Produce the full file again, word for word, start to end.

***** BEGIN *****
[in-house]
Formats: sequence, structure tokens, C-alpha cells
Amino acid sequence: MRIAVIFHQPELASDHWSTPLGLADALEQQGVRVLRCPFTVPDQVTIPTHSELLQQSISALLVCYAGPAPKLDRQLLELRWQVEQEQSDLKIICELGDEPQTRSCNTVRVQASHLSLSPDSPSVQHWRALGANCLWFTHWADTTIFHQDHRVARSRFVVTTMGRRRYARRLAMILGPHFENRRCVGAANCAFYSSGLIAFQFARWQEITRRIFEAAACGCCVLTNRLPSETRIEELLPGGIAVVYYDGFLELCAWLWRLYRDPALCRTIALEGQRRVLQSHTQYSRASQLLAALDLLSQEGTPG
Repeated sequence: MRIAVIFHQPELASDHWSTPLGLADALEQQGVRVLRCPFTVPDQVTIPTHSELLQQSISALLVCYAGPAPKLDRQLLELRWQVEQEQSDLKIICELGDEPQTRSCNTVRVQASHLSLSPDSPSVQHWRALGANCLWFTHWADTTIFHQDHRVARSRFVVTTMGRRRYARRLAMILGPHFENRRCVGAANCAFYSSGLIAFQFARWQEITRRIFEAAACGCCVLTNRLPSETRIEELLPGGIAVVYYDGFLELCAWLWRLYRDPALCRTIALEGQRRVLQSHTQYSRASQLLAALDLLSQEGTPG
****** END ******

[in-house]
Formats: sequence, structure tokens, C-alpha cells
Amino acid sequence: MRIAVIFHQPELASDHWSTPLGLADALEQQGVRVLRCPFTVPDQVTIPTHSELLQQSISALLVCYAGPAPKLDRQLLELRWQVEQEQSDLKIICELGDEPQTRSCNTVRVQASHLSLSPDSPSVQHWRALGANCLWFTHWADTTIFHQDHRVARSRFVVTTMGRRRYARRLAMILGPHFENRRCVGAANCAFYSSGLIAFQFARWQEITRRIFEAAACGCCVLTNRLPSETRIEELLPGGIAVVYYDGFLELCAWLWRLYRDPALCRTIALEGQRRVLQSHTQYSRASQLLAALDLLSQEGTPG
Repeated sequence: MRIAVIFHQPELASDHWSTPLGLADALEQQGVRVLRCPFTVPDQVTIPTHSELLQQSISALLVCYAGPAPKLDRQLLELRWQVEQEQSDLKIICELGDEPQTRSCNTVRVQASHLSLSPDSPSVQHWRALGANCLWFTHWADTTIFHQDHRVARSRFVVTTMGRRRYARRLAMILGPHFENRRCVGAANCAFYSSGLIAFQFARWQEITRRIFEAAACGCCVLTNRLPSETRIEELLPGGIAVVYYDGFLELCAWLWRLYRDPALCRTIALEGQRRVLQSHTQYSRASQLLAALDLLSQEGTPG